Welsh farmers hit back at River Wye algae claims

Farmers have hit back at claims that poultry farms are to blame for the River Wye's algal bloom (Photo: Usk and Wye Foundation)
Farmers have hit back at claims that poultry farms are to blame for the River Wye's algal bloom (Photo: Usk and Wye Foundation)

Welsh farming leaders have criticised claims made by environmentalists that poultry farms have caused the River Wye to turn green with algae.

The Usk and Wye Foundation has suggested that phosphate - coming from poultry farms close to the river's tributaries - had caused a 'severe algal bloom'.

The charity said as a consequence, this had affected the amount of oxygen in the water which could potentially harm wildlife.

"Since 2008 the catchment of one of the river’s tributaries in Powys now hosts an extra ten million chickens.

"This has produced massive amounts of highly reactive phosphates from their manures,” said the report.

Responding to the claims, NFU Cymru said the Foundation's viewpoint amounted to a 'one-dimensional' presentation of the issues.

Geraint Watkins, NFU Cymru Brecon & Radnor county chairman, said the views were 'concerning' and 'distressing' for farmers within the catchment.

"This most recent criticism comes at a time when farmers are working hard in challenging circumstances to keep the nation fed in the midst of the coronavirus.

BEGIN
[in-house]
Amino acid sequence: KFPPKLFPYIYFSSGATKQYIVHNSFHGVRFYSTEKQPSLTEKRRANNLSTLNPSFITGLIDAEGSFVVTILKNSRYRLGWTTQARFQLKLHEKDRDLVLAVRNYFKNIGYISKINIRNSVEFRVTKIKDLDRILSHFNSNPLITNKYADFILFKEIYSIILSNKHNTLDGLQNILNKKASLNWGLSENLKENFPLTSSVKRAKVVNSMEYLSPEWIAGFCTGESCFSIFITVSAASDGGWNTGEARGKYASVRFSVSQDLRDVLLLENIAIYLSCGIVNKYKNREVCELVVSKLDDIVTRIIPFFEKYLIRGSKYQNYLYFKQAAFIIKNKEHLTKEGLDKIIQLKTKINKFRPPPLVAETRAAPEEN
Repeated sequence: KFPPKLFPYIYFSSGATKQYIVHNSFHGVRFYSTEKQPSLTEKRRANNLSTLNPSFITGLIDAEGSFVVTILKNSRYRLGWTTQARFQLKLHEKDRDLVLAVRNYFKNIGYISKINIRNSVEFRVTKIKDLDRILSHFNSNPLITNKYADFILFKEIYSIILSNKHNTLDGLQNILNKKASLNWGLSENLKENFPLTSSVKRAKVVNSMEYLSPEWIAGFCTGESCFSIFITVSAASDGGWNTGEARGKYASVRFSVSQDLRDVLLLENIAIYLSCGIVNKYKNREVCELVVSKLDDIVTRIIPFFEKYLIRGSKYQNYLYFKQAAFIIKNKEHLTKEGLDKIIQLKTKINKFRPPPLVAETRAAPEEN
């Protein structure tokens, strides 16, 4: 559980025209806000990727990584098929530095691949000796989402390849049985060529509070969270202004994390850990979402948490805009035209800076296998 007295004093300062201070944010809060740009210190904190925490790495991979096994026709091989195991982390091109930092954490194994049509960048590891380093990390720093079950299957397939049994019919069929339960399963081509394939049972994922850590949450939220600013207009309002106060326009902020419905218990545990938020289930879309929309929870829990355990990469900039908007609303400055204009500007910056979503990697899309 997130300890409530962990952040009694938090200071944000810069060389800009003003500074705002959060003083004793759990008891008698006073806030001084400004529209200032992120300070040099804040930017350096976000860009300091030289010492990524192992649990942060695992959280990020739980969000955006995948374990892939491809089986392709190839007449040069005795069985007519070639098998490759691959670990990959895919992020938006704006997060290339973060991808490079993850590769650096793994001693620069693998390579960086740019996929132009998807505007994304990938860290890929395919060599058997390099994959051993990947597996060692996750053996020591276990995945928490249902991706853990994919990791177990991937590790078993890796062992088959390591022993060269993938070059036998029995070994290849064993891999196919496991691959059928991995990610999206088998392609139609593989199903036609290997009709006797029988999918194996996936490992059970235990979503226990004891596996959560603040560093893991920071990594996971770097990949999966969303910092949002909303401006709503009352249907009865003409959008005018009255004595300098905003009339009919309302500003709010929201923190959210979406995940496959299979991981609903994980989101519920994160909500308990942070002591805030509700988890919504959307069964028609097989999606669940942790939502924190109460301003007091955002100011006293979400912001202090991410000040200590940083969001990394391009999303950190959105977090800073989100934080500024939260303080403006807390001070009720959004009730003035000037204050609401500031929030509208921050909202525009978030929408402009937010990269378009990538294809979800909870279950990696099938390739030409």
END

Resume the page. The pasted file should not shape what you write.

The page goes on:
“The evidence is unequivocal that there are a range of issues and sectors influencing water quality in Wales and within the River Wye."

This included sewage discharges, forestry, acidification, abandoned mines and contaminated land, as well as physical modifications that alter flows and barriers that impede fish migration, Mr Watkins said.

“We are disappointed that, in pursuit of its agenda to pinpoint farming, and in particular poultry farming, as the cause of water quality issues within the Wye, this article fails to acknowledge a broader suite of evidence and facts relating to water quality.

“This includes the fact that comprehensive monitoring data undertaken by the regulator over the short and long term shows an improving picture with respect to water quality in Wales."

Evidence also showed a long-term decline in the overall application rates of nitrogen, phosphates and potash since 1983, Mr Watkins explained.

He added that the article also failed to acknowledge the influence that record low flows as a result of the dry weather, when Wales received just 17% of average rainfall, have had on the river and water quality.

“The failure of the aforementioned organisations to properly present the evidence in relation to water quality in the River Wye, and other water sources in Wales, is damaging and will prove counterproductive," Mr Watkins continued.

"It only serves to undermine the credibility of the organisations concerned within the farming community who they receive funding to work with.

"A focus solely on farming will also fail to deliver water quality improvements in line with water framework directive goals."

Powys County Council has also refuted the claims made by Usk and Wye Foundation. The council has said it was 'fully aware' of its statutory duty to conserve and enhance biodiversity.

“Where planning applications, including those for intensive livestock units, have the potential to impact on the River Wye Special Areas of Conservation, they are assessed, under the habitats regulations, to evaluate their acceptability,” it said.